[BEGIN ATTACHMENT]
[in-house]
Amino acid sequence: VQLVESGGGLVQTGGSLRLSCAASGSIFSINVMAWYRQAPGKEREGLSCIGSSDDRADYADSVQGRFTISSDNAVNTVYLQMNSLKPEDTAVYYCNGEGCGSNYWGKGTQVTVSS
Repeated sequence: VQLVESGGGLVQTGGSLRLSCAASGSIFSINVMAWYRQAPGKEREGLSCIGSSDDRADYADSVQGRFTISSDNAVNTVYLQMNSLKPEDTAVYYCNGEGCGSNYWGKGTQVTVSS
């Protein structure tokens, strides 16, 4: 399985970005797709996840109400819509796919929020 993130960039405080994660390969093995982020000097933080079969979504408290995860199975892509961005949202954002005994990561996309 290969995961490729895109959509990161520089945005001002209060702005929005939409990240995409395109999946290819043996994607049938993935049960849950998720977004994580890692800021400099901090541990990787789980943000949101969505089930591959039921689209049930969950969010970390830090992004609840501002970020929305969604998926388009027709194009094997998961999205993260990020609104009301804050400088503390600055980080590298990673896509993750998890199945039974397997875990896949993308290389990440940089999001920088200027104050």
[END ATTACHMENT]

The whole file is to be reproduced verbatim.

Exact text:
[in-house]
Amino acid sequence: VQLVESGGGLVQTGGSLRLSCAASGSIFSINVMAWYRQAPGKEREGLSCIGSSDDRADYADSVQGRFTISSDNAVNTVYLQMNSLKPEDTAVYYCNGEGCGSNYWGKGTQVTVSS
Repeated sequence: VQLVESGGGLVQTGGSLRLSCAASGSIFSINVMAWYRQAPGKEREGLSCIGSSDDRADYADSVQGRFTISSDNAVNTVYLQMNSLKPEDTAVYYCNGEGCGSNYWGKGTQVTVSS
């Protein structure tokens, strides 16, 4: 399985970005797709996840109400819509796919929020 993130960039405080994660390969093995982020000097933080079969979504408290995860199975892509961005949202954002005994990561996309 290969995961490729895109959509990161520089945005001002209060702005929005939409990240995409395109999946290819043996994607049938993935049960849950998720977004994580890692800021400099901090541990990787789980943000949101969505089930591959039921689209049930969950969010970390830090992004609840501002970020929305969604998926388009027709194009094997998961999205993260990020609104009301804050400088503390600055980080590298990673896509993750998890199945039974397997875990896949993308290389990440940089999001920088200027104050």